None of us are the exception. God is wise and he is good. We can trust him. Any pleasure that we will experience in any sinful activity will only bring pain and regret in the long-run.

2. What can a married couple do if their physical relationship has stalled (or stopped)?
I said in my message that some people need to repent because they are having sex when they shouldn't be. The real shocker, though, is that other people need to repent because they are not having sex when they should be.
Polls consistently show that 15-20% of marriages are sexless (meaning they have sex 10 or less times each year). The point is not that married couples are compelled by God to be intimate. The point is that many married couples are not experiencing the intimacy that God intends. Sex is not the only important aspect of marriage, but it almost always serves as a barometer of the relationship. If sex has left a marriage, there is something wrong.
A One-Sided Decision. In many sexless marriages, one spouse is the keeper of the keys. In other words, one spouse wants sex and the other rejects them. The Apostle Paul warns against this in 1 Corinthians 7:3-5: "The husband should fulfill his marital duty to his wife, and likewise the wife to her husband. The wife does not have authority over her own body but yields it to her husband. In the same way, the husband does not have authority over his own body but yields it to his wife. Do not deprive each other except perhaps by mutual consent and for a time, so that you may devote yourselves to prayer. Then come together again so that Satan will not tempt you because of your lack of self-control."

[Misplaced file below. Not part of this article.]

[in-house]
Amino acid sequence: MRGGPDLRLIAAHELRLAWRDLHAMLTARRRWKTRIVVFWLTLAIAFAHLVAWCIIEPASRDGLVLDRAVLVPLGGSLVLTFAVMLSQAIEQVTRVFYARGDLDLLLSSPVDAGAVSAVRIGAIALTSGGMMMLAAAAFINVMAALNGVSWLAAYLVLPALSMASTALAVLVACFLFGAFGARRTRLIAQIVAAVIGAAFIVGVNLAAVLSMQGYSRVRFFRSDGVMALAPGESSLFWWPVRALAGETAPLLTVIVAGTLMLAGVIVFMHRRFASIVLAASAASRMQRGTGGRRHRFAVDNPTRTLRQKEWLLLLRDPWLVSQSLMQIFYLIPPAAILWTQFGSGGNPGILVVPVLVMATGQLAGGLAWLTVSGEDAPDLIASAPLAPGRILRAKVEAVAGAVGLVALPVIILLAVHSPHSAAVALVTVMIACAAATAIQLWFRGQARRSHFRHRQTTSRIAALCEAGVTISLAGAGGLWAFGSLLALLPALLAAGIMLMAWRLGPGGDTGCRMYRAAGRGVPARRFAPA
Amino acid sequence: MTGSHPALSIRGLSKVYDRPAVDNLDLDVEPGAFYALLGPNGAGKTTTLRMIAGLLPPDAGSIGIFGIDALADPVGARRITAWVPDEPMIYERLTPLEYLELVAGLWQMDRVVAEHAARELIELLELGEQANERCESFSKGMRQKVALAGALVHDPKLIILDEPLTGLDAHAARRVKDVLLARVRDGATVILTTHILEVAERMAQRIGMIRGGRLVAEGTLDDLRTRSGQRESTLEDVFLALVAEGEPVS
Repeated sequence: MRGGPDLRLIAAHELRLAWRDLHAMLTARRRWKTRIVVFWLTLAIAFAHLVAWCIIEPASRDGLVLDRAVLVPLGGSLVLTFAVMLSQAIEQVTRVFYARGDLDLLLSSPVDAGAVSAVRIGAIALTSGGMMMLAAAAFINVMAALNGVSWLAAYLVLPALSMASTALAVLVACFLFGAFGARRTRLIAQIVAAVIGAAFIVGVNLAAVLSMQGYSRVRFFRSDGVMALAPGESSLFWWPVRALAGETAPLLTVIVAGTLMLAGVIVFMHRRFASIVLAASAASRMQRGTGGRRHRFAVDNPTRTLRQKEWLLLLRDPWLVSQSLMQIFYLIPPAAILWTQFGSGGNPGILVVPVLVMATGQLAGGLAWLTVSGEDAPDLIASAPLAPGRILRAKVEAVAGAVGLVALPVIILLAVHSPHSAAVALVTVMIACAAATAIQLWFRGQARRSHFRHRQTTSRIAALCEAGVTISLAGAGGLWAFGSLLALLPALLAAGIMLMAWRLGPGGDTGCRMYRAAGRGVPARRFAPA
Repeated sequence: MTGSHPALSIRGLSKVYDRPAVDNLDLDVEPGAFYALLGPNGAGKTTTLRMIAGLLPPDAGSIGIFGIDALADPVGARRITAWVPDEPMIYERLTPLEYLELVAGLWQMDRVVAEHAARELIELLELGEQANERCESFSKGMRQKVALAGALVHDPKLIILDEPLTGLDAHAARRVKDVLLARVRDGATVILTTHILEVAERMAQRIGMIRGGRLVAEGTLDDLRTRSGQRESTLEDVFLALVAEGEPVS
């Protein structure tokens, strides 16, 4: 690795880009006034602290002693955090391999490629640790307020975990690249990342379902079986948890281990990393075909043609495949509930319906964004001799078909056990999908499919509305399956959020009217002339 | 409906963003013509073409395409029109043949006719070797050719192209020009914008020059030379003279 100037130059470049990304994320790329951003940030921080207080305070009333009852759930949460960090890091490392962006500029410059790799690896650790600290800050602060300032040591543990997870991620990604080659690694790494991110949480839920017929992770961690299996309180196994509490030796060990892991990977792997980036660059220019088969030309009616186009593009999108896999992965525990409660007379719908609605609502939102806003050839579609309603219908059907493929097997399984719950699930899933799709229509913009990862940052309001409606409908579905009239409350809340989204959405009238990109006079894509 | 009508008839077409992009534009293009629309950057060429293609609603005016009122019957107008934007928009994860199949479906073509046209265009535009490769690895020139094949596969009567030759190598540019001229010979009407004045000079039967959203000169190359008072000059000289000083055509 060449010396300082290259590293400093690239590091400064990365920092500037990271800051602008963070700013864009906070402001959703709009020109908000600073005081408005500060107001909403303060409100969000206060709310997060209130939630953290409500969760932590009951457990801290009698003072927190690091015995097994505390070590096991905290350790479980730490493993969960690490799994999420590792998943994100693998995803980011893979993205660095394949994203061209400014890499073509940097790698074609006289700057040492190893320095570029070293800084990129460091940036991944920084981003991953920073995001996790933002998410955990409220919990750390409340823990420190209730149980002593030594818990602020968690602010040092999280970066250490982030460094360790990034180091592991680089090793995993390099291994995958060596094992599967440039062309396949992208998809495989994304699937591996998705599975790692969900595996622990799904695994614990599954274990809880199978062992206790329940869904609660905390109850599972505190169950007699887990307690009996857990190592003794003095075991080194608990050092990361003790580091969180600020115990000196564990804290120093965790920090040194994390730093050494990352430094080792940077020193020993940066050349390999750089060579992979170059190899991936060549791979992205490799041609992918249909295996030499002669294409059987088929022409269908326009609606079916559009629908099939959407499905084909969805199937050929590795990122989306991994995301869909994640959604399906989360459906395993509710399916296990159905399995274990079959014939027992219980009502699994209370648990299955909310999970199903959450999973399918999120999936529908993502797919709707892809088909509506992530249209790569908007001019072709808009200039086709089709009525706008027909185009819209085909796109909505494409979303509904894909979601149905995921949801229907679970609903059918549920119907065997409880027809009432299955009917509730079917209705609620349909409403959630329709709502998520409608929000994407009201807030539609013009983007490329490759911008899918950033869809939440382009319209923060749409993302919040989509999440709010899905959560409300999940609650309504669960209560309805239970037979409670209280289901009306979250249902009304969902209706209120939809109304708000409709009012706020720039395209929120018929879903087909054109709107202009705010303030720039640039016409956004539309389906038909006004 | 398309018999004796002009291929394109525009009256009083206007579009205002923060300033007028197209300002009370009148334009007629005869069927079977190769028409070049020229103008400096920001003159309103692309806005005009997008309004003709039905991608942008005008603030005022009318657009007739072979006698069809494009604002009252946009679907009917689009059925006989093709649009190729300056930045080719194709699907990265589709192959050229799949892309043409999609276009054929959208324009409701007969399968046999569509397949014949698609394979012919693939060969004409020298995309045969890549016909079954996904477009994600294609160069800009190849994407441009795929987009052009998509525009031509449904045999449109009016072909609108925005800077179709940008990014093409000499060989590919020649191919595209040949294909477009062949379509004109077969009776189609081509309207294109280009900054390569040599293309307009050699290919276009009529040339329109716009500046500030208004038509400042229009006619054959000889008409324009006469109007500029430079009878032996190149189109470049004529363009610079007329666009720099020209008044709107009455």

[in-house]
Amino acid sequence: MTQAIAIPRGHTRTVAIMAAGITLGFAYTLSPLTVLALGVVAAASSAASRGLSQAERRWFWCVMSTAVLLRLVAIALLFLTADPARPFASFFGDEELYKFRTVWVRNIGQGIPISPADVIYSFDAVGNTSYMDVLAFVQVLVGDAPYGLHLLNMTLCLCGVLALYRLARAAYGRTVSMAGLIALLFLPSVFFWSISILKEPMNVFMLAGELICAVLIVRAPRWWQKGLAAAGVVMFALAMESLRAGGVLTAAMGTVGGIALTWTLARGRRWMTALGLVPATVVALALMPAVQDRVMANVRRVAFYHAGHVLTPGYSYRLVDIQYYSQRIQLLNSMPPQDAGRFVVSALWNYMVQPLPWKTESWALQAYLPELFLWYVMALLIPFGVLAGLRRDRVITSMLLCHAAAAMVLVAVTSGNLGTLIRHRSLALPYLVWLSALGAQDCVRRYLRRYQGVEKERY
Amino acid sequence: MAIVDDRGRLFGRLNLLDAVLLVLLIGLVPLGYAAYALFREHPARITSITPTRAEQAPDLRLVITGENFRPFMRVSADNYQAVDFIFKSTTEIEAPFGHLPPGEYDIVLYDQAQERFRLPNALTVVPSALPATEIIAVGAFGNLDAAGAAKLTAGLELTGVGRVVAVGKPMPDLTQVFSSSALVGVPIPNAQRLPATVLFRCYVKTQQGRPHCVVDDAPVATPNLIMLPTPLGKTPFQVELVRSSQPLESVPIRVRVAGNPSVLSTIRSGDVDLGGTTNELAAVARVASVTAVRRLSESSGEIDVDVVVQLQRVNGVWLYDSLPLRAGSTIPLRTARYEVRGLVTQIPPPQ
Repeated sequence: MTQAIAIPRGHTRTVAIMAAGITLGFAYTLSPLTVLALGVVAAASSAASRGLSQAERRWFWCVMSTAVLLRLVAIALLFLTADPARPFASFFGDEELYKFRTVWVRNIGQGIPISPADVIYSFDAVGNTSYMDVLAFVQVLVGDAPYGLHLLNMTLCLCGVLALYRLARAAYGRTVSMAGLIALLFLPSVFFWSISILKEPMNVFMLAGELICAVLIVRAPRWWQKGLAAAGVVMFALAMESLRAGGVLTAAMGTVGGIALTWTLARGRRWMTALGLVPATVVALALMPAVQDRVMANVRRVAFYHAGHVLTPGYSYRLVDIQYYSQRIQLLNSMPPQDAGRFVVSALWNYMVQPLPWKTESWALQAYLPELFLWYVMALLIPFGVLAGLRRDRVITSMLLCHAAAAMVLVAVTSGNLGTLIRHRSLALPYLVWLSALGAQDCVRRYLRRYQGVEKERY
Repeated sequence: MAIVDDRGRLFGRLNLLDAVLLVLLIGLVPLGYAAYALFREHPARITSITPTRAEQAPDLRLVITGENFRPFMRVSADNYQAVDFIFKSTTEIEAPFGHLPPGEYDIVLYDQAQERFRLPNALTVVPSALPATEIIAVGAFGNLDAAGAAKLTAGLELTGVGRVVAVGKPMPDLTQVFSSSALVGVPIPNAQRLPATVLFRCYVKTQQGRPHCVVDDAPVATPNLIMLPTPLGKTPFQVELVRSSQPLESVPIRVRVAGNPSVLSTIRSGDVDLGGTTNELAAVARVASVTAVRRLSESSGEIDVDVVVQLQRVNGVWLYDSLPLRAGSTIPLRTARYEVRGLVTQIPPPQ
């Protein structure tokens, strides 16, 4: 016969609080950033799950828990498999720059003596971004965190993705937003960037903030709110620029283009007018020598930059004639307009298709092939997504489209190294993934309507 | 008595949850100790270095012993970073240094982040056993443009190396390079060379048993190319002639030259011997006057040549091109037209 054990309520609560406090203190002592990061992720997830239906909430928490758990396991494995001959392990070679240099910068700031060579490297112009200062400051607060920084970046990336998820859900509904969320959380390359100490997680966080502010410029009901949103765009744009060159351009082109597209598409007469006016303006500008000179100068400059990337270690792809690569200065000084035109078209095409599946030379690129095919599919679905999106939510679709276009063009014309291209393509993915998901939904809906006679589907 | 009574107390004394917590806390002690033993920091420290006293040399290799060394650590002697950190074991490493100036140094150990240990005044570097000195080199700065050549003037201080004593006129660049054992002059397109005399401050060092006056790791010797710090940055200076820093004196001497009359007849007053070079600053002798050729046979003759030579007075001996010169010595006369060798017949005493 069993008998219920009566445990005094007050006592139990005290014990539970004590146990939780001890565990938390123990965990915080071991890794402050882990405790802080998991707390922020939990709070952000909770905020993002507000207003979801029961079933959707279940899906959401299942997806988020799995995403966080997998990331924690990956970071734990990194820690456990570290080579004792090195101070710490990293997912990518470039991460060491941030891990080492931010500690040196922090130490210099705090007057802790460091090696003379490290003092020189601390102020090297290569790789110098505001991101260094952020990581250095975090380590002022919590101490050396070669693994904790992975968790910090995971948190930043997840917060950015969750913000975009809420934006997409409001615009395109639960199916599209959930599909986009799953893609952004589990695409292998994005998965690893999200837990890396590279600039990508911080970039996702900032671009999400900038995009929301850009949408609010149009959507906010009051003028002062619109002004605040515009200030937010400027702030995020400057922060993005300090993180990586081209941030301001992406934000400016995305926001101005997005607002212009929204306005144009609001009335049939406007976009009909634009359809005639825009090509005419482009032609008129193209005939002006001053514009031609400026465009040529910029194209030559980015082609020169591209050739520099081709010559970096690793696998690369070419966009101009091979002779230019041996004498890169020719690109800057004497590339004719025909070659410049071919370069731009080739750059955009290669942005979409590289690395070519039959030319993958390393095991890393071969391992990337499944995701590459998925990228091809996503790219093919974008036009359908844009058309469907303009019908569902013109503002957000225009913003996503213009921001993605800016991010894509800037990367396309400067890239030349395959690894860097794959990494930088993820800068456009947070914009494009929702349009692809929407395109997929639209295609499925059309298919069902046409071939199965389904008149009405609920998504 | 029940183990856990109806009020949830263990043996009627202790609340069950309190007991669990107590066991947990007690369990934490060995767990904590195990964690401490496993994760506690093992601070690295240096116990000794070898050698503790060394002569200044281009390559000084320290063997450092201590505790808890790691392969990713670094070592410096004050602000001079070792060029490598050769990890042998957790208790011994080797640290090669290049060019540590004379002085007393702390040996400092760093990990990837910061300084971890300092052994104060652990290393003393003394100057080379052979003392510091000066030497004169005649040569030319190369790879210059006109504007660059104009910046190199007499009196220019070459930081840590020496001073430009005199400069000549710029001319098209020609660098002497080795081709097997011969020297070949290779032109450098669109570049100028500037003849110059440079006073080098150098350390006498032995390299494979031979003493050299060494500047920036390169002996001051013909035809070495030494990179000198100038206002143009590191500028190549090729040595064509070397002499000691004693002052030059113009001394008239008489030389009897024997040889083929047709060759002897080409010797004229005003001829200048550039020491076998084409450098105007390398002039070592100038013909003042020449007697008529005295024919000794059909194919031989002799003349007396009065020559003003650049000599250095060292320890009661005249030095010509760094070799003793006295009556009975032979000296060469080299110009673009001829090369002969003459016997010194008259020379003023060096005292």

Deeper Issues. As I said, sex is often a barometer. If either spouse is disinterested in sex, it usually means that there is hurt and alienation. If the spurned spouse simply says, "Come on, the Bible says that you're not supposed to deprive me," that will probably not be effective. Deeper issues require deeper healing.
The spouse who is withholding needs to take responsibility. Your pain is not an excuse to sin against your spouse. The spouse who is being spurned needs to take responsibility also. Chances are that you have contributed significantly to your situation. Pursue your spouse, apologize, look to set a new tone in the marriage.
On top of all of this, get counseling. Couples often wait a long time before seeking marriage counseling. Among Christians, there should be no stigma for couples seeking counseling. There is nothing to be embarrassed about. We all need help. Don't ignore issues in your marriage. Fight for it.

3. How does a book like Song of Songs relate to single people?
In all churches, there are unmarried people. Some are divorced, some are widowed, some are young singles, and some are lifelong singles. I can certainly understand how singles could be frustrated when churches seem to gear their ministries toward married couples. This can be a blind spot for churches. The Apostle Paul was very clear that the single life is not a second-class existence for believers (1 Corinthians 7). Churches should address singles and married couples.